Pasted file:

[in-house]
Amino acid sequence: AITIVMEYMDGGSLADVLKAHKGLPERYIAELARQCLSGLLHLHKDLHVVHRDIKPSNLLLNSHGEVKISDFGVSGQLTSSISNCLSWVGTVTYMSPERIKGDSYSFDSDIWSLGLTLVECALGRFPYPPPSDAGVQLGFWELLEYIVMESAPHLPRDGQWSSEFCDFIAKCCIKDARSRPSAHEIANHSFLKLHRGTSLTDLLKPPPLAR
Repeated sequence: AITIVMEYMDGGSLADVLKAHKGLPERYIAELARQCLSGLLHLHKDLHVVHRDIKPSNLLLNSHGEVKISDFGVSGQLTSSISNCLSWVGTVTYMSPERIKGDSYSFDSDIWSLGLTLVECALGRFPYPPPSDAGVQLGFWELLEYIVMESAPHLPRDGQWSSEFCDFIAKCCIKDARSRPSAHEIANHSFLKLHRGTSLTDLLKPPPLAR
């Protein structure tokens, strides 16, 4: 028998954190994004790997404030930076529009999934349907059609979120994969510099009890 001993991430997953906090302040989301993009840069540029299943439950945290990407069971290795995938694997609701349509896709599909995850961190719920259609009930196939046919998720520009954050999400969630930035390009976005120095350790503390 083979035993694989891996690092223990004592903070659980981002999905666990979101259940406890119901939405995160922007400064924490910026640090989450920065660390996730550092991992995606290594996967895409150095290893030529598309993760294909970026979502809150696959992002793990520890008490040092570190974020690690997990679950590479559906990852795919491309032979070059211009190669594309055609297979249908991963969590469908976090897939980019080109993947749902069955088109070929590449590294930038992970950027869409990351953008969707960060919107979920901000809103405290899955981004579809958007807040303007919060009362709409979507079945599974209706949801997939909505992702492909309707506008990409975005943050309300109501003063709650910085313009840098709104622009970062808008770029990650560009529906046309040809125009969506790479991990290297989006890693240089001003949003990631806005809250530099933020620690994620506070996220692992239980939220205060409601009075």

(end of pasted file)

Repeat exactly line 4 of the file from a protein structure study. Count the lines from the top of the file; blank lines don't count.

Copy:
């Protein structure tokens, strides 16, 4: 028998954190994004790997404030930076529009999934349907059609979120994969510099009890 001993991430997953906090302040989301993009840069540029299943439950945290990407069971290795995938694997609701349509896709599909995850961190719920259609009930196939046919998720520009954050999400969630930035390009976005120095350790503390 083979035993694989891996690092223990004592903070659980981002999905666990979101259940406890119901939405995160922007400064924490910026640090989450920065660390996730550092991992995606290594996967895409150095290893030529598309993760294909970026979502809150696959992002793990520890008490040092570190974020690690997990679950590479559906990852795919491309032979070059211009190669594309055609297979249908991963969590469908976090897939980019080109993947749902069955088109070929590449590294930038992970950027869409990351953008969707960060919107979920901000809103405290899955981004579809958007807040303007919060009362709409979507079945599974209706949801997939909505992702492909309707506008990409975005943050309300109501003063709650910085313009840098709104622009970062808008770029990650560009529906046309040809125009969506790479991990290297989006890693240089001003949003990631806005809250530099933020620690994620506070996220692992239980939220205060409601009075």